THE elderly here have sufficient options for their housing needs and there is no need to give them priority for new flat applications.
Parliamentary Secretary (National Development) Maliki Osman said this yesterday when he revealed that just 4 per cent of applicants for new HDB flats this past year were aged above 55.
He was responding to Dr Lim Wee Kiak (Sembawang GRC), who asked about new measures to deal with the housing demands of an ageing population.
The chances of getting a new flat are currently not based on age but on whether the applicant is a first-timer, Dr Maliki said, and explained that 90 per cent of new flats are set aside for those households setting up homes for the first time.
But he pointed to the various schemes already in place to cater to the housing needs of the elderly.
One option: Studio apartments, which have proven popular with a take-up rate close to 100 per cent. The HDB will be launching another 1,000 such apartments over the next two years. These flats, meant for those above 55, are on a shorter lease of 30 years.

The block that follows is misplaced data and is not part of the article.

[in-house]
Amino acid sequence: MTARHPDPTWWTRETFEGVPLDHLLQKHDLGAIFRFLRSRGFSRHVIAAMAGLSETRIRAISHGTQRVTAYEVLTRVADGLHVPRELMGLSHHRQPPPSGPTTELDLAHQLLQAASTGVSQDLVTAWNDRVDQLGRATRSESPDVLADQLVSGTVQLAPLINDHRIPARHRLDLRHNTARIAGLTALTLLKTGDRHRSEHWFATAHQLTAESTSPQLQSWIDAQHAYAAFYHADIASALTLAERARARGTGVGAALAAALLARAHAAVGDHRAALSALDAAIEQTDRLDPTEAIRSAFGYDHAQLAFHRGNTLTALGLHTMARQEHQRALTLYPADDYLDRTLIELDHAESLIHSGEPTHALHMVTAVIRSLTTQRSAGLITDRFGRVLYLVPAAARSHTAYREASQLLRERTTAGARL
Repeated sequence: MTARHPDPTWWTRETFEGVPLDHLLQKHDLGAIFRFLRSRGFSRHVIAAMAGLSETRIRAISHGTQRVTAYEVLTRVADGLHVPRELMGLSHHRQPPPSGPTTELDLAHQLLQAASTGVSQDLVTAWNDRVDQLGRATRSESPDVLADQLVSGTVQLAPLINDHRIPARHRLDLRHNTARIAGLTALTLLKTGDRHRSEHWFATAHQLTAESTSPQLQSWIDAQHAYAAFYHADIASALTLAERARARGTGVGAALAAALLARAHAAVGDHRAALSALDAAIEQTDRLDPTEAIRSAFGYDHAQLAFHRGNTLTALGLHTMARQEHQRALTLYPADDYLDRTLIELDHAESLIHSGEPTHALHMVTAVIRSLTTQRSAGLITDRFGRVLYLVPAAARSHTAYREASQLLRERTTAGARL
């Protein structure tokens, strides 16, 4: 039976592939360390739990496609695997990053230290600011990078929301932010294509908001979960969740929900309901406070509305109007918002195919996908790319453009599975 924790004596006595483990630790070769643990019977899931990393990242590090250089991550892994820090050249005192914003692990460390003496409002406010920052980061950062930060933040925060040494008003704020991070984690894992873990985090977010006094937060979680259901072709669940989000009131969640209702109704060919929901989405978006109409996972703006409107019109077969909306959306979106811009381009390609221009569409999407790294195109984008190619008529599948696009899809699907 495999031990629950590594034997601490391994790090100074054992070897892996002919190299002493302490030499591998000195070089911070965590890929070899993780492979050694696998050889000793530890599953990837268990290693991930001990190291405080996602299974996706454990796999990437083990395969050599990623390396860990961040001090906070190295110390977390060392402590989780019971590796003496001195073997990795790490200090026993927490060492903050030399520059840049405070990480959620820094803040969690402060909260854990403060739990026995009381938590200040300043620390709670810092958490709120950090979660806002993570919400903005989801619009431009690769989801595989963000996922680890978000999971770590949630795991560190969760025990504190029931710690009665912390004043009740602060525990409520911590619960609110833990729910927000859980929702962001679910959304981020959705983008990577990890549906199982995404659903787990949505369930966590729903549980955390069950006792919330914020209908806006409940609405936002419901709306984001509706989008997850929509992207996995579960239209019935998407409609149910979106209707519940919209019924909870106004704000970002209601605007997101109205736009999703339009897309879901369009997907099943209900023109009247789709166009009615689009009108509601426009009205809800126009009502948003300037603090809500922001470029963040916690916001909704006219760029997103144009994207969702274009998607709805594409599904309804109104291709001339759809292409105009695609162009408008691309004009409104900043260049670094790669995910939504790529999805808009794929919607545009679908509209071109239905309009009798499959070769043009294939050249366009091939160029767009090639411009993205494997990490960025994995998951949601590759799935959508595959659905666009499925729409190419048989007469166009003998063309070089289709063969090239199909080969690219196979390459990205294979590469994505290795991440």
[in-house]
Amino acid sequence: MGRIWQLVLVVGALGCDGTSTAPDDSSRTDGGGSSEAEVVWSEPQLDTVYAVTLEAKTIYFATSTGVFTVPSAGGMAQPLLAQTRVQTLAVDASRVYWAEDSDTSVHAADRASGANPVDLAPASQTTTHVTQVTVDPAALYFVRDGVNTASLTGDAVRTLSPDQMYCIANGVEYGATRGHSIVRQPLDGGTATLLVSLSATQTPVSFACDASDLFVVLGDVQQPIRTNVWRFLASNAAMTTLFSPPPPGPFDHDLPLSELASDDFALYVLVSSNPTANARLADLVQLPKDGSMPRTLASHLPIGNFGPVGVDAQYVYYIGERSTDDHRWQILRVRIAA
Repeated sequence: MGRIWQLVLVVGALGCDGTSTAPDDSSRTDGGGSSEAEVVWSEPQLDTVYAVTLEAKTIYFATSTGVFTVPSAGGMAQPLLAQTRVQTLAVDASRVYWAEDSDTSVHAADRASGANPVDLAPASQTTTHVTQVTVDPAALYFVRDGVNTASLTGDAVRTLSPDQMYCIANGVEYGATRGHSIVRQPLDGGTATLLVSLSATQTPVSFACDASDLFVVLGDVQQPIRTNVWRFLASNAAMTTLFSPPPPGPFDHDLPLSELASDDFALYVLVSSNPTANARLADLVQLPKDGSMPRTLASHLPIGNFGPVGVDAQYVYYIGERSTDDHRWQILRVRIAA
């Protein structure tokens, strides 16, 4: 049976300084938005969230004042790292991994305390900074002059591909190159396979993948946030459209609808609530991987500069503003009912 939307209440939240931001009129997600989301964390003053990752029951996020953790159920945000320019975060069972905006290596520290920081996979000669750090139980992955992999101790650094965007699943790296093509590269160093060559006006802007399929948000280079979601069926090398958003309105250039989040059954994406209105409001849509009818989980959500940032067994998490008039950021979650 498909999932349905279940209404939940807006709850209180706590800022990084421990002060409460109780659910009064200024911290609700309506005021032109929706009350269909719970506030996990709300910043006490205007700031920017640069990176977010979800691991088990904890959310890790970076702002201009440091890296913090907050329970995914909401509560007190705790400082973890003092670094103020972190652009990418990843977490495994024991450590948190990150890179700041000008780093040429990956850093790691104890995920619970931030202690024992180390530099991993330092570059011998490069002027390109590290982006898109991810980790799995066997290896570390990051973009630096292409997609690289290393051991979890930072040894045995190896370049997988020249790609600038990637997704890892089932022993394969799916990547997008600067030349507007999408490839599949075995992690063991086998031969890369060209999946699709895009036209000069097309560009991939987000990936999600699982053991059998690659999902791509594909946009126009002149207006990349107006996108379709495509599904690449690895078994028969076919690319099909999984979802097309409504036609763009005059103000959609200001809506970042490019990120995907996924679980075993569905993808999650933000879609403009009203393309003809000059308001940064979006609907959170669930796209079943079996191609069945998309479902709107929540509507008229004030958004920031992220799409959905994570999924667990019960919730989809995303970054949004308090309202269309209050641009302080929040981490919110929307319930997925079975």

Older Singaporeans can also opt to monetise the value of their flats to support their retirement through the Lease Buyback scheme introduced in March.
Under the scheme, the HDB will buy back the tail-end of a flat's lease at market rate, leaving a 30-year lease for the household. It pays market valuation for the lease and this money goes to the new CPF Life annuity scheme in the flat owner's name. A $10,000 subsidy is also given out - half paid in cash, while the other half goes into CPF Life.
So far, more than 300 have applied for the lease buyback scheme.
Other options open to the aged include downgrading to a smaller flat, renting out their apartment or a room, or selling their flat and living with their children.
Source: Straits Times, 20 Aug 2009